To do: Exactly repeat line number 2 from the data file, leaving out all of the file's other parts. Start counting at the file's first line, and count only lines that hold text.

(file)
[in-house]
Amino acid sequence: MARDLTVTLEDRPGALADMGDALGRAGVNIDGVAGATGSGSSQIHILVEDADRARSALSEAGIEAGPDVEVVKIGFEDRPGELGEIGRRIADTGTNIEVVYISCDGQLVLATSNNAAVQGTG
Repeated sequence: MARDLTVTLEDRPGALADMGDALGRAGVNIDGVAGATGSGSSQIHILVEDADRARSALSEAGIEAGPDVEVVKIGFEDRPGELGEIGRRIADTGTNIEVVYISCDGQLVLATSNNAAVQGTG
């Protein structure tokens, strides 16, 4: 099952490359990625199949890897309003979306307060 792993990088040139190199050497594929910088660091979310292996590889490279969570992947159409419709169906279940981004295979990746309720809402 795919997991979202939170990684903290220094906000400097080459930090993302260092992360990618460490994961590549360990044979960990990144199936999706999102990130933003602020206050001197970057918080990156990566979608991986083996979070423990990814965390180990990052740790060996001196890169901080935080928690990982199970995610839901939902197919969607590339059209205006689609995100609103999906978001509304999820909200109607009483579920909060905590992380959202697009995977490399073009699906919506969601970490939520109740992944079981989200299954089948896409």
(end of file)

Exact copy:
Amino acid sequence: MARDLTVTLEDRPGALADMGDALGRAGVNIDGVAGATGSGSSQIHILVEDADRARSALSEAGIEAGPDVEVVKIGFEDRPGELGEIGRRIADTGTNIEVVYISCDGQLVLATSNNAAVQGTG